For years, North Carolina communities have complained that industrial pork farms pollute their rivers and streams and lower quality of life in the area, but the state has all but ignored their complaints. The EPA is now conducting an investigation of the state's civil rights infringements that could change the game.
Like salt and black pepper, you probably reach for cooking oil for just about every meal you make. But have you ever wondered about the history of your canola oil, or what makes fancy extra virgin olive oil so expensive? Or what the heck margarine really is? Read on for all of this and more.
Pork production in China is growing fast, shifting to US-style industrial operations, with thousands of pigs raised on a diet of commercial feed and drugs. In recent years, researchers and activists in and out of China have analyzed this on paper, but "What's for Dinner?" shows us the process firsthand.
With the UN Climate Summit upon us, what can the rest of us do to address climate change in our own lives? When it comes to food, reducing the amount of emission-heavy foods we eat can go a long ways. Eating less meat (perhaps going meatless just one day a week) is easy and effective.
Years of Living Dangerously is out on DVD, available to stream and begging for a binge-watch. Here's our episode guide to the Emmy-winning Best Documentary Series' first season, complete with must-watch moments and synopses.
Sanjay Rawal's new film, Food Chains, takes an unflinching look at abuses in the fields. It also tells the hopeful story of the Coalition of Immokalee Workers, who've managed to strike agreements with some of the world's largest fast food companies and grocery stores through consumer pressure.
How do officers of publicly traded pharmaceutical companies reconcile protecting vital antibiotic drugs with their corporate responsibility to boost market share and profitability? Andrew Gunther of Animal Welfare Approved says they don't, and the current federal-industry pact won't stop the ongoing abuse of antibiotics in farming.
In a desperate, last ditch effort, the American Farm Bureau Federation is attempting to foil efforts to clarify Clean Water Act protection for the nation's water resources. However, their aggressive campaign only reinforces the value of clean water to our livelihoods and communities and our national economy.
Early on August 2, officials banned consumption of water in Toledo, Ohio after finding high levels of a deadly toxin in the city's supply. (The ban was lifted Monday, August 4.) How does a new Clean Water Act rule fit into the story to help prevent this from happening again?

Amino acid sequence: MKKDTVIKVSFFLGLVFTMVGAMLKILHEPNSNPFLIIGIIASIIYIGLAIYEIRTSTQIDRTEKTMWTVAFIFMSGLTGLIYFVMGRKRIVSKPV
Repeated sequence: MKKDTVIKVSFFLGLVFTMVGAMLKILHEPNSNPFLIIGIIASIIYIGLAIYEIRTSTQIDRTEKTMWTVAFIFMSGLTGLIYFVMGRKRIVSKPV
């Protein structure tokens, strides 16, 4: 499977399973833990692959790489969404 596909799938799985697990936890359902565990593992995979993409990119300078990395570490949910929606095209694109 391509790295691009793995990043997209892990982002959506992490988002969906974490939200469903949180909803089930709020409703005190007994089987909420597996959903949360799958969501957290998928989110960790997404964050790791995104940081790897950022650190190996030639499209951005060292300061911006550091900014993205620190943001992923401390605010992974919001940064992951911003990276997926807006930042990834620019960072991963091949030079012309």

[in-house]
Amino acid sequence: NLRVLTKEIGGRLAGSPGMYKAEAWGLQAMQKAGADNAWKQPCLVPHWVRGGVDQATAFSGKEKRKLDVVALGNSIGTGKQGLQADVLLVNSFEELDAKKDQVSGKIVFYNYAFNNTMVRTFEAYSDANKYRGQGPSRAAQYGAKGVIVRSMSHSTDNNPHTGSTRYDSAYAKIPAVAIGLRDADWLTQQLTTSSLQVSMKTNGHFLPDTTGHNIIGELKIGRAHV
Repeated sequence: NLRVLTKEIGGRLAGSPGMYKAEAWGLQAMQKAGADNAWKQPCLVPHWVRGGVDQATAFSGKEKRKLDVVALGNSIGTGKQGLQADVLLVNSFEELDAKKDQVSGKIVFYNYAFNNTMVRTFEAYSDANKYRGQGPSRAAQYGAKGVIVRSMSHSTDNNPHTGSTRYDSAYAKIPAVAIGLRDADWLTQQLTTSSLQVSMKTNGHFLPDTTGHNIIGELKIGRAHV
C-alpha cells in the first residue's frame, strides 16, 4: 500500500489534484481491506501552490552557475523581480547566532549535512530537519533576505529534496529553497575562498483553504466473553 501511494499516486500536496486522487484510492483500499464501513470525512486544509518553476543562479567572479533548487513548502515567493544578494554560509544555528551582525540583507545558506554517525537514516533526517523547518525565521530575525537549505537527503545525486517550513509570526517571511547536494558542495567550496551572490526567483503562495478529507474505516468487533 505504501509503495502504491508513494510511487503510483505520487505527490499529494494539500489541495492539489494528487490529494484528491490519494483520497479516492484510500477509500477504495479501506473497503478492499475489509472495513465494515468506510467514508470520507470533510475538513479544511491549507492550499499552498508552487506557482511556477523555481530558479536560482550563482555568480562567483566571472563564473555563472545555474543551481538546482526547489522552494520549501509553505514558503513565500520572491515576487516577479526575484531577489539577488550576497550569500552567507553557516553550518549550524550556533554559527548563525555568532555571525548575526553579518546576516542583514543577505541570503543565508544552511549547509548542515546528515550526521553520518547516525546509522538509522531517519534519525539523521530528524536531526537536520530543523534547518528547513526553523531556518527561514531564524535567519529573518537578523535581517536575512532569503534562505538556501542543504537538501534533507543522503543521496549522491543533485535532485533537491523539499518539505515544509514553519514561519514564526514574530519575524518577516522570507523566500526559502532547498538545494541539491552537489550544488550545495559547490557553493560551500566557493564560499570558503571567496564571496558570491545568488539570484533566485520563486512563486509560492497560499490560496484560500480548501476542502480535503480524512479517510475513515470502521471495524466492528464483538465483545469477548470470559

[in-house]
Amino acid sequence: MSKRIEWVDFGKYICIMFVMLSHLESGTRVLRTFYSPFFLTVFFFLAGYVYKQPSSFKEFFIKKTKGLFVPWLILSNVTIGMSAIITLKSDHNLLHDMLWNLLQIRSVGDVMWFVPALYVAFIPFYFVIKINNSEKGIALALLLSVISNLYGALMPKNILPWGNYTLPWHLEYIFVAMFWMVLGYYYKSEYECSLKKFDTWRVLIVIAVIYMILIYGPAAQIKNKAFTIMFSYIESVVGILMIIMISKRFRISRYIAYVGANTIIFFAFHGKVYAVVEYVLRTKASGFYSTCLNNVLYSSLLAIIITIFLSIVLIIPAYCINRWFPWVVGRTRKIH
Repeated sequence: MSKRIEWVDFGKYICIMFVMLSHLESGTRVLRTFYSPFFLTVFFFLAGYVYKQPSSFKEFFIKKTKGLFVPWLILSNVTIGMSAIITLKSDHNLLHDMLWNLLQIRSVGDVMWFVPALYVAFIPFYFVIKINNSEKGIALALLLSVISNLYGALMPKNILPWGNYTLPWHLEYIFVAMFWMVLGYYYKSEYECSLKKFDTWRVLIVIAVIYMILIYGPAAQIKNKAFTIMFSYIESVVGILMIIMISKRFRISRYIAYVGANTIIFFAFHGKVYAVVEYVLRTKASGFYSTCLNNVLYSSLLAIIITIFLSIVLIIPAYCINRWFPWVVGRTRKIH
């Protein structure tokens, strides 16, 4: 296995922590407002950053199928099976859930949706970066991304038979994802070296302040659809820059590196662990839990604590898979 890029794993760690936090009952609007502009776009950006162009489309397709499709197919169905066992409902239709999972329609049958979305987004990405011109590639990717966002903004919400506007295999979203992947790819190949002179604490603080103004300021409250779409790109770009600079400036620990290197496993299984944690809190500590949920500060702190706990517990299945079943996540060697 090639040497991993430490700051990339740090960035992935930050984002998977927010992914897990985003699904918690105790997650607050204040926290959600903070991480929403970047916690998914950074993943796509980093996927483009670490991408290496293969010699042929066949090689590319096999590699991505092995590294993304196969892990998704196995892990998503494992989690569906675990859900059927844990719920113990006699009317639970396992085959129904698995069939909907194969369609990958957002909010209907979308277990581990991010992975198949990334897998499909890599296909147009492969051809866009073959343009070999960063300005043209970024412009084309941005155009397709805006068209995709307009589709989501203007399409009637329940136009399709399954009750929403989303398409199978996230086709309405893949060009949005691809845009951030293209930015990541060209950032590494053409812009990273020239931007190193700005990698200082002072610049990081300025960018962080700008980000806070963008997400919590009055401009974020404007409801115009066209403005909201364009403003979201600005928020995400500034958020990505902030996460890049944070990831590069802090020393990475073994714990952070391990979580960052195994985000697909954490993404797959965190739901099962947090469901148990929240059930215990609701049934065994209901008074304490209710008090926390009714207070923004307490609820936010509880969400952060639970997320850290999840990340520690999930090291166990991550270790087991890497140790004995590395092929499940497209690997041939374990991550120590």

Los de Mora Local Growers' Cooperative, a producer group of 35 family farms and ranches in the Mora, NM area, has voted to require all livestock producer-members to become Animal Welfare Approved, which ensures animals are raised in accordance with the highest welfare standards in the US.
It's been a year like no other for Tiffany Haworth, executive director of the Dan River Basin Association (DRBA). In early February, a coal ash waste pond on the banks of Dan River began to spill its toxic contents into the river. Here, Tiffany shares how DRBA responded to one of the worst coal ash spills ever to occur in the US.
California could save up to 13.8 million acre-feet of water a year through water-saving and recycling strategies, and a new report aims to motivate statewide action by calling attention to water-saving methods that lie within arms reach.
The WHO has released a landmark, 256-page report warning that the world may be headed for a post-antibiotic era. According to the CDC, two-thirds of patients afflicted by a recent Salmonella outbreak linked to Foster Farms tested resistant to one or more antibiotics.
Judging from episode one of Showtime's new Years of Living Dangerously documentary series, we're in for a visually stunning, compelling and fascinating ride as climate change is discussed in the most human terms possible. It's riveting, truly must-see viewing. Here are some highlights and fun tidbits from the premiere!
Dark Water, a new play now on stage in New York City, tells the story of the massive oil spill in the Gulf of Mexico through the eyes of the animals. The play holds a mirror up to human behavior and asks, "What kind of a future do we want?" Right now it's looking like one filled with environmental disasters.
Spoiler alert! Here it is, our recap of the final episode of Farmed and Dangerous, the explosive series on the conflicting messages - and messengers - about the food we eat. We're almost sorry to see Buck Marshall go!